Due to the initial expenses and limitations of the emerging sequencing technology, small genomes were necessarily the first to be compiled and analyzed. These genomes enabled studies which included comparing gene order among fully sequenced genomes of viruses, mitochondria and chloroplasts [14]. Early versions of GeneOrder and CoreGenes were developed to examine these genomes, with input limitations of about 350,000 bases [2-4]. It was understood that larger genomes, particularly the bacterial genomes, are of more interest to the general research community. In response to this, GeneOrder3.0 has been developed to allow researchers to compare the order of genes between two small bacterial genomes up to 2 Mb. Technical difficulties have precluded the application to larger genomes. These are being addressed to allow GeneOrder analyses of 4+Mb genomes. GeneOrder3.0 is a "stepping-stone" that has been tested on full genome sequence data for available small bacterial genomes that are obtainable from the NCBI GenBank database. Its continued application will generate data and results, and elicit comments and suggestions for enhancements from the genome and microbial research communities as part of the evolving nature of software and research tools.

Implementation

GeneOrder3.0 relies on the BLAST sequence alignment algorithm [12]. The client-sever architecture has been implemented in J2EE technologies (Servlets and Applets), JavaScript and HTML. It uses the 'setdb' and 'BLASTP' programs from WU-BLAST http://BLAST.wustl.edu webcite. This software is platform-independent; however, up-to-date versions of web browsers are required in order to run the JavaScript, especially to visualize the graph applet (Ptolemy II). Running times may vary; as an example, a Macintosh Powerbook G4 running Netscape v7.2 analyzed a pair of Mycoplasma genomes in 8 minutes and a pair of Hemophilus genomes in 37 minutes. This is also a function of genome downloading from GenBank. One important caveat: GenBank accession numbers MUST start with "NC_ ....."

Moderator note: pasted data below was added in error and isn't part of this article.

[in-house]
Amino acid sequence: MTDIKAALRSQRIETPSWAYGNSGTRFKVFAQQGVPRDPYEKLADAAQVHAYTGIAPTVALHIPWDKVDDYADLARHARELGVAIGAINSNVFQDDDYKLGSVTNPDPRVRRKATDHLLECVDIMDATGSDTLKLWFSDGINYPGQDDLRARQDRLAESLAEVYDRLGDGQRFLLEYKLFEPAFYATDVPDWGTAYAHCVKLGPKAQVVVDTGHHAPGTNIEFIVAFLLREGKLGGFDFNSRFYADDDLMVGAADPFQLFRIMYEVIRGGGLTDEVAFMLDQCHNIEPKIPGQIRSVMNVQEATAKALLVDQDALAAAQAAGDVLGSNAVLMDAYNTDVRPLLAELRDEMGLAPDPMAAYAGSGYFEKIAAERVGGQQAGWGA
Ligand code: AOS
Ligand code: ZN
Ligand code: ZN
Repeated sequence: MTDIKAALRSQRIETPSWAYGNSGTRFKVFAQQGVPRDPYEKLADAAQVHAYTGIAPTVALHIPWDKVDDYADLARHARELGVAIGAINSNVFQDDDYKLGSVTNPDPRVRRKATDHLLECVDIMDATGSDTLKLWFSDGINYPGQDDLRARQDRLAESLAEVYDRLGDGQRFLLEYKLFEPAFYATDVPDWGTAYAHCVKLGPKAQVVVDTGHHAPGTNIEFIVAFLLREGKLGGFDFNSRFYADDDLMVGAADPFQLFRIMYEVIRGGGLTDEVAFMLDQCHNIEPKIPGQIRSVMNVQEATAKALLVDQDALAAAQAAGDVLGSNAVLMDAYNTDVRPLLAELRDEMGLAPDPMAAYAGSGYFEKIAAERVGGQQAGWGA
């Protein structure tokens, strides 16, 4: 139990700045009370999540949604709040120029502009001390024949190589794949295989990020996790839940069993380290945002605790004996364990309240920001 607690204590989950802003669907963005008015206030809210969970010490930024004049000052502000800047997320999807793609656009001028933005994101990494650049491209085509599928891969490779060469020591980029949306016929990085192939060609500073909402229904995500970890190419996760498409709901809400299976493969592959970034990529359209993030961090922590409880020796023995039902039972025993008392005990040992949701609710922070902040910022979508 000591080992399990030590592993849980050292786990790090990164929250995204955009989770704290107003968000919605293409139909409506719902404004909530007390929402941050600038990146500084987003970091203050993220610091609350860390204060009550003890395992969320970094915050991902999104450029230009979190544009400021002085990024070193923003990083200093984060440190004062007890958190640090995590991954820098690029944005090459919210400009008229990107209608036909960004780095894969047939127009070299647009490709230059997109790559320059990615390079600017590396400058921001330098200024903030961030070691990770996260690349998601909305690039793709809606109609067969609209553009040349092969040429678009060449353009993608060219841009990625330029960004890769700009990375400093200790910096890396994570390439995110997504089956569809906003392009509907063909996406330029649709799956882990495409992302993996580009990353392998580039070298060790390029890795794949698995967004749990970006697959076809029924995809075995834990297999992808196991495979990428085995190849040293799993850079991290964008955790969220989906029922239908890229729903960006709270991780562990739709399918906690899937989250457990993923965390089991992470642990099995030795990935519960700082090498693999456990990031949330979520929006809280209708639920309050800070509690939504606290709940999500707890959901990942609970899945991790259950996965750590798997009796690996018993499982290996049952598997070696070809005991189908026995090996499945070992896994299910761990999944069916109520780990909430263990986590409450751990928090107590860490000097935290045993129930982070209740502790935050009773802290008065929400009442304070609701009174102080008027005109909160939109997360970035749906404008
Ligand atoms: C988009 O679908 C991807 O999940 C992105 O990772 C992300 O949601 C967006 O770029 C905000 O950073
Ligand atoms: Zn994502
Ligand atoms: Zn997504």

Results and discussion

GeneOrder3.0 presents "on-the-fly" genome comparisons between two organisms, both as a two-dimensional dot blot graph and as a table, listing the order of similar genes. It is based on BLAST [15]. Hyperlinks are provided from the table, leading to its corresponding "Protein Coding Region" entry in the NCBI database. BLAST scores are collected and parsed into either default or user specified ranges, available in three ranges designated 'highest', 'high' and 'low' values. These high score parameters have been previously discussed in detail [7]. Briefly, these scores are derived from the BLAST comparisons; as an example, gene number 5 of ovine adenovirus OAV287 (U40839) aligns with gene number 5 of human adenovirus HAV12 (X73487) with a BLAST score of 737 (probability of matching by chance of 4.3 × 10–77). The default scores are set at [200+) for 'highest,' [100–200) for 'high' and [75–100) for 'low.' The three levels allow the user to identify immediately the best matches as well as probable and possible matches. The low scores matches may not be true matches, but could warrant additional analysis.

GeneOrder3.0 allows for the identification and visualization of gene and genomic re-arrangements in small bacterial genomes. Gene shuffling has been detected by DNA comparison methods on whole genomes. However, GeneOrder allows this comparison to be performed on a protein level. This allows the detection of evolutionary more distant relationships, since protein sequences are more conserved than DNA sequences. In essence, it allows for the alignment and comparison of genomes for which the nucleotide sequences are too divergent to detect similarity. This is a major advantage of GeneOrder.

Applications

The smallest genomes in the bacterial world belong to the genus Mycoplasma. These bacteria are distinguished by their lack of a cell wall and by their small genome sizes. Sequenced Mycoplasma genomes range in size from ca. 580 kb to 1.35 Mb. Their genomes encode far fewer genes than larger "free-living" bacteria (e.g., Escherichia coli). This and other features of the genus make these smaller genomes an intriguing model for early comparative genomic studies and for testing whole genome comparison software, e.g., as a 'stepping stone' to the development of software to analyze much larger genomes. Therefore, for validation, GeneOrder3.0 has been used to analyze pairs of the following sequenced genomes: Mycoplasma genitalium (580,074 bases, NC_000908), M. pneumoniae (816,394 bases, NC_000912), M. pulmonis (963,879 bases, NC_002771), M. penetrans (1,358,633 bases, NC_004432) and M. gallisepticum (996,442 bases, NC_004829). Additionally two other small genome bacteria were also examined: Ureaplasma Ureyliticum (751,719 bases, NC 002162) and Tropheryma whipplei str. Twist (927,303 bases, NC_004572). GeneOrder3.0 has been used to compare H. influenzae (1,830,136 bases, NC_000907) to H. ducreyi (1,698,955 bases, NC_002940).